the old ones which are in the possession
I of the museum. Some of the trays have a
.decoration of a bouquet of (loners in the
dull blue or red. while the outer part of
the (my U left black. Other I rays ore
decorated only in sold nnd look very much
like the Chinese lacquer work, the designs
being like tho-;i used on the lacquer, these
trays are really very handsome. The do
sictis of Plllfement have also boon copied
ci: the trays by the students with great
To go with the trays jardinieres nre
made of the black lacquered ware li
OTated with dovgns corresponding lo
those on the (rays. Bonk ends for (aides,
and mant.-l shelves complete the set. All
of (hone painted pieces nre attractive in
rooms in which painted furniture is used,
and some persons use them with the black
ground chlntxes xxhicb have come into'
fashion recently No) every one, however. '
rinds the use of ihe hangings with black
grounds satisfactory, us the cotton-like
quality of tin falirie shows more plainly,
ami liiore disadTantageously in the chintz-1
ps wiih dark backgrounds than in those!
of lighter hues. Tin- black background
brocades which are used with lacquer
have quite a different eife t. as the quality
of Ihe materia robs (lie black of (he
suggestion of dingiueaa which is apt to
attach io the black cotton fabrica
Hut whether used with the black back
ground chinly.es or not. the black trays
ami black jardinieres look well together.
Mo-.t of the pices have Ibe black
grounds, but some are made with dark
green ground and others arc painted red
before bcins decorated Allnftbex back
grounds are attractive for the.quaint dec
oration, but the most universally liked is
undoubtedly the black.
The lray8, jardinieres and book ends
xx In. 'i are u-ed for decorating are of (he
ordinary tinware and in the shapes to be
found in any -tore where housewares are
sold. The trays are usually oval and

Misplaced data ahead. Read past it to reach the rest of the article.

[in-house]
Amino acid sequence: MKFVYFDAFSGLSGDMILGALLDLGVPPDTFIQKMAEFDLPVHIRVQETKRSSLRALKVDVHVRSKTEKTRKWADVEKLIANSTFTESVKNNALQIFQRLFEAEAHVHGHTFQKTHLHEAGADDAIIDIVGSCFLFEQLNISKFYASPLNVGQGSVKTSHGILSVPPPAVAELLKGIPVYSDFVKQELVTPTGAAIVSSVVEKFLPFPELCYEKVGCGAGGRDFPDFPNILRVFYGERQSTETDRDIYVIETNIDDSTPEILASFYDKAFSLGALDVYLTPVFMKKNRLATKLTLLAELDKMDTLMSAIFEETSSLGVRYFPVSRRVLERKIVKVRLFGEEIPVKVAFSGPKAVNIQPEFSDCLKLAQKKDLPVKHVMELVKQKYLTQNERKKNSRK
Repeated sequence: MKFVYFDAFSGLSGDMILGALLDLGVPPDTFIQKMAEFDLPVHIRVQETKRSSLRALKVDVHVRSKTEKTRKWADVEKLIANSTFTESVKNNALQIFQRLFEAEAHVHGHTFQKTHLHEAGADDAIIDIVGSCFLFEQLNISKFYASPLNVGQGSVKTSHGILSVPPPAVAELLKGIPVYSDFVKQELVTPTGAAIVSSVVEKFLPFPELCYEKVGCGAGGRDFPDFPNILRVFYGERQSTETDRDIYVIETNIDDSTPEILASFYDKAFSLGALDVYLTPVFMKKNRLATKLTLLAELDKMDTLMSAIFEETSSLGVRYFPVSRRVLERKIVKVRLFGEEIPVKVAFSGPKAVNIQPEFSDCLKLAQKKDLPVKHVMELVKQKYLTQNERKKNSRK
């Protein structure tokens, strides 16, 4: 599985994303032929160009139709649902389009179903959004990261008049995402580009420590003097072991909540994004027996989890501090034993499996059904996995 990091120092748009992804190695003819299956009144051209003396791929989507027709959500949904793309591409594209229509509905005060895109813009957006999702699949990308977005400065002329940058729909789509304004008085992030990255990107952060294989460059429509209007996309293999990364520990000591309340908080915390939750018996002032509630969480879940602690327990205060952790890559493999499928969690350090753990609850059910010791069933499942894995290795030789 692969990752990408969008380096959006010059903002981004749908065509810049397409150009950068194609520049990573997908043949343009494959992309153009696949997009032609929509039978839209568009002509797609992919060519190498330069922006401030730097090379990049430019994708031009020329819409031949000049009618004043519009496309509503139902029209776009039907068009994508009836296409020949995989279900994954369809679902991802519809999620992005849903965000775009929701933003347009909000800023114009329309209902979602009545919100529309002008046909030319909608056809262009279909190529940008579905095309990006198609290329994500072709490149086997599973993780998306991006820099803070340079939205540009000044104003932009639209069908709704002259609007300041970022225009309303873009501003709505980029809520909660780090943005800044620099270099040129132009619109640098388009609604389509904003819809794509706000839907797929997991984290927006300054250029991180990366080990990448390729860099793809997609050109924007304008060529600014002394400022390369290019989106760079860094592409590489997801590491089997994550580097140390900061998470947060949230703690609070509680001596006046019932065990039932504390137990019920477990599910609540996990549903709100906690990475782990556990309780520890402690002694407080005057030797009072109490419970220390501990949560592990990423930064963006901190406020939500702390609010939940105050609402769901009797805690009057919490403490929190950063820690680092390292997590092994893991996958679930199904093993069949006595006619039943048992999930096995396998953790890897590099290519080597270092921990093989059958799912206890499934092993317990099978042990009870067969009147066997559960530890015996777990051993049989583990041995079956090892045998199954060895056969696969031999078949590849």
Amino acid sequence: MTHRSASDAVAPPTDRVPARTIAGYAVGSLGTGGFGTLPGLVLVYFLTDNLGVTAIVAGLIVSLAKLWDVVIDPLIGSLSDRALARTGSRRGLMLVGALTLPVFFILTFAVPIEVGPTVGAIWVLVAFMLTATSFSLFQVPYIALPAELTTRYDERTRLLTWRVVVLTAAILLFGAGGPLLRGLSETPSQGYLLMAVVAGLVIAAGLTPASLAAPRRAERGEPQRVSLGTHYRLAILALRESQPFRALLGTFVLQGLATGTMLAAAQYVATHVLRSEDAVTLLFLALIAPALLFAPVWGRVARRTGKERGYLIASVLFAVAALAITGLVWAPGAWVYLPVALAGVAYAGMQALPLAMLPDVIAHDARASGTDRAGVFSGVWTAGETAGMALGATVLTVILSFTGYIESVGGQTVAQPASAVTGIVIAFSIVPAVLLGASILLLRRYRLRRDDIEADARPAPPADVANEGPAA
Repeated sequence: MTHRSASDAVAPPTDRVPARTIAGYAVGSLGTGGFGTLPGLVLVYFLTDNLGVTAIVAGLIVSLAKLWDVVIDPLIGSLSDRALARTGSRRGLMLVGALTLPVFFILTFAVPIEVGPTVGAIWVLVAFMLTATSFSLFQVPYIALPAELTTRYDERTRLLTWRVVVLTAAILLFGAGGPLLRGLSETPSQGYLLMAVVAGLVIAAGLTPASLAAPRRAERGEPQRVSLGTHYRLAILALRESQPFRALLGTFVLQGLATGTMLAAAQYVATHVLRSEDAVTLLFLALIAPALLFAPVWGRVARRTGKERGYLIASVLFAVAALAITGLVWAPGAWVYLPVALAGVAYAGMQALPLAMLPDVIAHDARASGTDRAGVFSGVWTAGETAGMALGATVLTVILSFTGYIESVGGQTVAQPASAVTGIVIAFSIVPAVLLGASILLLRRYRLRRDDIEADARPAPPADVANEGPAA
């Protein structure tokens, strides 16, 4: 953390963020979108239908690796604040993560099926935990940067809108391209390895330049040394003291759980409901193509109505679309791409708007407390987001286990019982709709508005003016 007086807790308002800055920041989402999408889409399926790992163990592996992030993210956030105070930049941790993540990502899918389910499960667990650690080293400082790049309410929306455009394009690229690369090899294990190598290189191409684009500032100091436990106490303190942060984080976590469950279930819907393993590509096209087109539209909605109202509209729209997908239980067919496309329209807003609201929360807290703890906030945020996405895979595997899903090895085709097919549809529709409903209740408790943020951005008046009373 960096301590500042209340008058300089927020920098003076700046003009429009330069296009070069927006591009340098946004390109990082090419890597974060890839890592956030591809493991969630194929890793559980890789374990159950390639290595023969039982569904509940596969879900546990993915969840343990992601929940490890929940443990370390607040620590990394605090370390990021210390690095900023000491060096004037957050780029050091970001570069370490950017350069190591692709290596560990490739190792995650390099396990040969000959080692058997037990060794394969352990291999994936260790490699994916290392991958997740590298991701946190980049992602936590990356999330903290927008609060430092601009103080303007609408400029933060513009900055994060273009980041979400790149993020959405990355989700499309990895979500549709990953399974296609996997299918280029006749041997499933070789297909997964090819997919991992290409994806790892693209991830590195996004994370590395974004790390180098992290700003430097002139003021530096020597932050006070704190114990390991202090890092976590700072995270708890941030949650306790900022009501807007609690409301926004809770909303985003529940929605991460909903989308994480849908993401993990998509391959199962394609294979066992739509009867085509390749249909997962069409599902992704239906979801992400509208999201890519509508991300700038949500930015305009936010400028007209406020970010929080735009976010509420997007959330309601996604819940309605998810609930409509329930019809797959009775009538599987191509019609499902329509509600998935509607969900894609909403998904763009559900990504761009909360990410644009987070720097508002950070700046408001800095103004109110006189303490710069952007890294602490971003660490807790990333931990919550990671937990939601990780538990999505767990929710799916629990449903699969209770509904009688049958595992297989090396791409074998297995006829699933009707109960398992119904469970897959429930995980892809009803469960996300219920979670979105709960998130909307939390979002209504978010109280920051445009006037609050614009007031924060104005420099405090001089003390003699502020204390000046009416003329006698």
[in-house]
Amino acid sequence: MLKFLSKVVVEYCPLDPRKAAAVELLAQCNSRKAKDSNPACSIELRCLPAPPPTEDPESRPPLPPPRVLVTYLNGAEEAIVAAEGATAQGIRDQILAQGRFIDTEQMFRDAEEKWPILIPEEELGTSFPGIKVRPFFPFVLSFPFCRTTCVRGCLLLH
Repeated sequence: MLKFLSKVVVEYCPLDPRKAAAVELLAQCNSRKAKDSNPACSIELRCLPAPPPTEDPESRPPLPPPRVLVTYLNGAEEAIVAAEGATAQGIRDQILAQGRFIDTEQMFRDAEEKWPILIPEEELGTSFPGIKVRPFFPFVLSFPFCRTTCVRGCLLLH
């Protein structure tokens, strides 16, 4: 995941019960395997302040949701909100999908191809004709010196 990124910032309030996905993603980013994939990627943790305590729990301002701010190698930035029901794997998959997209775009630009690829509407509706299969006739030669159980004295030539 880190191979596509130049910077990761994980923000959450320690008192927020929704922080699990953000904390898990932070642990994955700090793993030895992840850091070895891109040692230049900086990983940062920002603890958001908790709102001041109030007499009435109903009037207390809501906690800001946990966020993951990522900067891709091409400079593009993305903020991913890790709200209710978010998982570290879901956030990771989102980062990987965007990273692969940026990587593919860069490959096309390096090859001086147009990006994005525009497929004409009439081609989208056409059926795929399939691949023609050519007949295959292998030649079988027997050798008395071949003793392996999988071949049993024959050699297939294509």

quite large, although the rectangular
trays, especially those with irregular bor
ders, are also ued. The jardinieres are
made of two sizes of deep tin bowls, oval
In shape and quite high for the eircum
ference. Two sites in the same shape
are bought, one (o be placed inside the
other, aud u hole is bored in the inner
jar or dish, so that the plant tuny drain
properl Both of the disbe-. arc irealod
to a thick even coat of dull black paint. I
but only the larger of the two jars, which I
i to be the outer one, is decorated.
Thf decora I ion is put on opposite sides
of the jar. usually in oval oi round me
dallinna and In colors, or only in gold,
according lo the decoration of the trav
I s hi.-h the ja-diniere is to s company.
cenirr the flowers in xnried colors, dull
but not pnle; other trays have soene with
groups ..f people painted in the centre;
then there are eery attractive ones vih
single figures taken from the old designs.
Thoso ficuros are ususllj those of women
in colored costumes, the central COBOi -.i-tlon
placed ngaicut a background of color.
The dull paint is used instead of the
bright finish because after (be tray has
been varnlsneu, which is doue after all
the decoration has been put on. the tin
Micd product is quite bright enough and
resembles the old trays more than the
bright glittering hnish of new high polish
On the book ends it is of course, neces
sary to have a decoration which accords
with the sh:iio of the ends Some "f the
best decorations show a design laid OUt
something like an L, wiih one mam point
I of Ihe decoration at tiie top of one side
I ..f tho I ond the other at the other end !
of t!io L, the two figures beiog connected
by a running dosign which borders the
rack end on (he lower edge. The motive
of the design, of course, must be one that it
accords with this style of layout. !
I Furnishings for the Tea Table.
TO almost every women the tea table
iv a malt - of especial pride, aud to
have ber tea table equipped with the
jmost charming fnrniahingl or witb novel
and amusing ones is one of the great am
bitions of her domestic life There are
Lo many aitra",iv.- arlidea for the lea
liable that u is Indeed difficult fo choose
Lmong them aud then srs SO amny at
tractive styles of furnishing it that al
most SU omen hare pangs of regret